The spirit of surfing runs deep in Newy | PHOTOS Surf’s Up: Cars at Merewether Beach, ready to head to a contest at Catho in 1965.
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A surfer between Bar Beach and Dixon Park Beach in 2017.

A surfer between Bar Beach and Dixon Park Beach in 2017.

Nine Mile Beach Surfboard Club members in the 1960s.

Nine Mile Beach Surfboard Club members in the 1960s.

Surfest in 1990.

Mark Richards.

Mark Richards surfing at the Billabong Pro at Waimea Bay in December 1986.

Merewether surfer Ross Bailey off the rocks at Merewether in 1966. Photo by John Nute.

Surfers at Bar Beach in 1960.Picture: Surfin Newie 1956-2009.

Image from the Surfin Newey exhibition in 2010. Picture: STUART QUINN .

Image from the Surfin Newey exhibition in 2010. Picture: STUART QUINN

TweetFacebookNewy,Newie or Newks?As you can see, we used the word Newy in the headline.

The natives get restless over the perennial Newy-Newie debate.

The truth of the matter is, we were struggling to find a good headline and deadline was approaching like a freight train.

It’s also true that we used this word to deliberately annoy people. You may not realise it, but we’re helping you out. We’re helping you get a bit of that deep-seated anger out of your system. Giving you an outlet, as such. No need for thanks. It’s part of our service.

We noticed Newcastle lord mayor Nuatali Nelmes raised the old Newy-Newie chestnut recently.

“Following a recent council meeting, a bit of casual banter between councillor Carol Duncan and deputy lord mayor Declan Clausen about the correct spelling of an abbreviation of Newcastle as ‘Newy’ or ‘Newie’ led me to test it out on Facebook,”Nua said.

“The post certainly sparked a passionate debate with over 1800 comments responding to the question. For the record, I’m firmly in the ‘Newy’ camp!”

Nua also pointed out that Mikey Robins, a born and bred Novocastrian, used to refer to Newcastle as ‘Newks’ on Triple J.

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ON FIRE: Ben Simmons shoots over the top of Detroit Pistons forward Stanley Johnson during the 76ers’ 97-86 win on Tuesday. Picture: AP
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BEN Simmons went to the same US college as Shaquille O’Neal and now the Newcastle-raised guard shares an NBA record with the Basketball Hall Of Famer.

Simmons on Tuesday became the first player since O’Neal (11) to open his NBA career with four straight double-doubles.

Triple-double ✔️Victory ✔️Ben Simmons propels the @sixers to win in Detroit! #NBARookspic.twitter苏州夜总会招聘/dgiFbj2TFy

— NBA (@NBA) October 24, 2017Ben Simmons hype after going coast to coast against Avery Bradley and finishing over Drummond #nbapic.twitter苏州夜总会招聘/0W9VcEx4m5

— All Ball (@allballapp) October 24, 2017Ben Simmons is the first player since Shaquille O’Neal to record a double-double in each of his first 4 career games. pic.twitter苏州夜总会招聘/E6nRxE9CTY

— ESPN Stats & Info (@ESPNStatsInfo) October 24, 2017Ben Simmons! 🔥pic.twitter苏州夜总会招聘/ivrHQpCqYI

— MyNBAUpdate (@MyNBAUpdate) October 24, 2017

With the world watching in anticipation, Simmons scored18 points and secured10 rebounds on debut in a 120-115 loss to the Washington Wizards less than a week ago.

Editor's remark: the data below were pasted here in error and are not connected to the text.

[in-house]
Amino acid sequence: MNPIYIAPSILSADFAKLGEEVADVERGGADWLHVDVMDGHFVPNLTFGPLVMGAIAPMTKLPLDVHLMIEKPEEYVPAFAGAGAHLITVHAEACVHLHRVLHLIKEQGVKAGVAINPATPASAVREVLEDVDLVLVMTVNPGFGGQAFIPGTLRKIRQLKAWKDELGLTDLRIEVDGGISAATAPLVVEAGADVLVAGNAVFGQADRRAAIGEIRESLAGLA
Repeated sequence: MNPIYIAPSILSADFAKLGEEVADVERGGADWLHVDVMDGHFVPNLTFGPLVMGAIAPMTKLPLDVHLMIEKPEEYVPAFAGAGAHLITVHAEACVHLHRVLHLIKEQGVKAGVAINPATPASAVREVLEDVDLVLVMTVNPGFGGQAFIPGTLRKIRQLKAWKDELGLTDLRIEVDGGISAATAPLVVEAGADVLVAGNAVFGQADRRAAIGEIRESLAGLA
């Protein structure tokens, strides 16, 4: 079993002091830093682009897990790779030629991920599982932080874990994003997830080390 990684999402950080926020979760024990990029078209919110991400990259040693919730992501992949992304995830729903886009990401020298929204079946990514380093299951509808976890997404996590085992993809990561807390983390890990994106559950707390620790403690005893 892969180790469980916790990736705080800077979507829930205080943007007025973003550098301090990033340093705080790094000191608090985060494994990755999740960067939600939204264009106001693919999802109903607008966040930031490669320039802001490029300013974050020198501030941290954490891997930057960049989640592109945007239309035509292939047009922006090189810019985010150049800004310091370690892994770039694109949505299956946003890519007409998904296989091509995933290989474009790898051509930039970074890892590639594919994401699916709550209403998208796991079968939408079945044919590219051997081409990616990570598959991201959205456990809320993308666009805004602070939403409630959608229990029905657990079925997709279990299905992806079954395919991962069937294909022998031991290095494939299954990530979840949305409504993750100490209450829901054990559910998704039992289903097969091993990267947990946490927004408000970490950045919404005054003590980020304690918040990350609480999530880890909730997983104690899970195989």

He hasn’t stopped. The silky-skilled big man dropped 11 points to go with 11 boards in a 102-92 loss to Boston and added 18 points and 10 rebounds in a 128-94 defeat to Toronto.

The 76ers play the Houston Rockets in Texas on Friday.

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Ben Simmons has led the Philadelphia 76ers to their first regular season win with a history-making triple-double that places him alongside basketball greats Oscar Robertson and Charles Barkley in the NBA history books.

The 21-year-old from Melbourne, in just his fourth NBA game, was superb with 21 points, 12 rebounds and 10 assists in the 97-86 win against the Detroit Pistons.

The n shrugged off the personal accolades and focused on his team’s maiden win.

“It feels great that we won,” Simmons said.

“Our team played well together and we played the right way.

“I’m just happy we got our first one.”

The 76ers, despite high expectations, opened the NBA regular season with losses in their first three games.

Simmons and centre Joel Embiid, with 30 points and nine rebounds, were too strong for a Pistons squad that falls to a two-win, two-loss season record.

Just two other players, Robertson and Art “Hambone” Williams, have achieved triple-doubles in their first four games.

Simmons also became the first player to achieve the feat in Detroit’s new Little Caesars Arena and became the first 76ers rookie since Michael Carter-Williams to post a triple-double.

He also became the first 76ers player since Barkley in 1987 to shoot more than 70 per cent from the field in a triple-double with eight of his 11 shots successful.

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Coal and Allied has avoided prosecution over a 2014 incident at a Hunter Valley mine that left a man severely injured.
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The NSW Department of Planning announced on Tuesday that it had agreed to an“enforceable undertaking” with the mine operator, which would cost the company $677,000, in response to an alleged breachof the Workplace Health and Safety Act.

The legally-binding agreement, proposed by Coal and Allied, comes after a worker at the Mt Thorley Warkworth mine fell from a ladder while cleaning the window of a grader on October 4.

The department’s official decision to accept Coal and Allied’s alternative to prosecution, which was published on Tuesday, said the man fell from a height of 1.5 metres after an opening door caused the ladder to move –which left the man with “very serious injuries”.

The department’s regulator began prosecution against Coal and Allied’s parent company Rio Tinto, alleging a workplace health and safety breach that carried a maximum penalty of $1.5 million.